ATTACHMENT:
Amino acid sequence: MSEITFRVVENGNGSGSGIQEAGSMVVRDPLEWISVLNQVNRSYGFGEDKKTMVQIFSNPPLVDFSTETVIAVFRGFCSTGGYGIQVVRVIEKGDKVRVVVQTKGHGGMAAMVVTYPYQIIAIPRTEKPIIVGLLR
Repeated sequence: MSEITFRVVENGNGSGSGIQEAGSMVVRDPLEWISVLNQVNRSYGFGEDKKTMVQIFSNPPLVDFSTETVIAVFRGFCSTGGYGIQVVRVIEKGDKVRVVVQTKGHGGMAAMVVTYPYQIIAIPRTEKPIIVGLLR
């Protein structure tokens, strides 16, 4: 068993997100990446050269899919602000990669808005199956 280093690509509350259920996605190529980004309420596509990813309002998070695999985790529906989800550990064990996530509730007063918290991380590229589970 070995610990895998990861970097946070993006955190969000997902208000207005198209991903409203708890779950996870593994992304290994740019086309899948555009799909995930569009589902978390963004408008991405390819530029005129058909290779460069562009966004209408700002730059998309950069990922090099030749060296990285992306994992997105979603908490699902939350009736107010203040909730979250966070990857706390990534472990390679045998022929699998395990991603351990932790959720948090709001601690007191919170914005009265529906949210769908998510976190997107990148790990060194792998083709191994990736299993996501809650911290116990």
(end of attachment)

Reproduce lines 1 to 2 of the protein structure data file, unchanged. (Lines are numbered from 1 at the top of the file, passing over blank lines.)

Amino acid sequence: MSEITFRVVENGNGSGSGIQEAGSMVVRDPLEWISVLNQVNRSYGFGEDKKTMVQIFSNPPLVDFSTETVIAVFRGFCSTGGYGIQVVRVIEKGDKVRVVVQTKGHGGMAAMVVTYPYQIIAIPRTEKPIIVGLLR
Repeated sequence: MSEITFRVVENGNGSGSGIQEAGSMVVRDPLEWISVLNQVNRSYGFGEDKKTMVQIFSNPPLVDFSTETVIAVFRGFCSTGGYGIQVVRVIEKGDKVRVVVQTKGHGGMAAMVVTYPYQIIAIPRTEKPIIVGLLR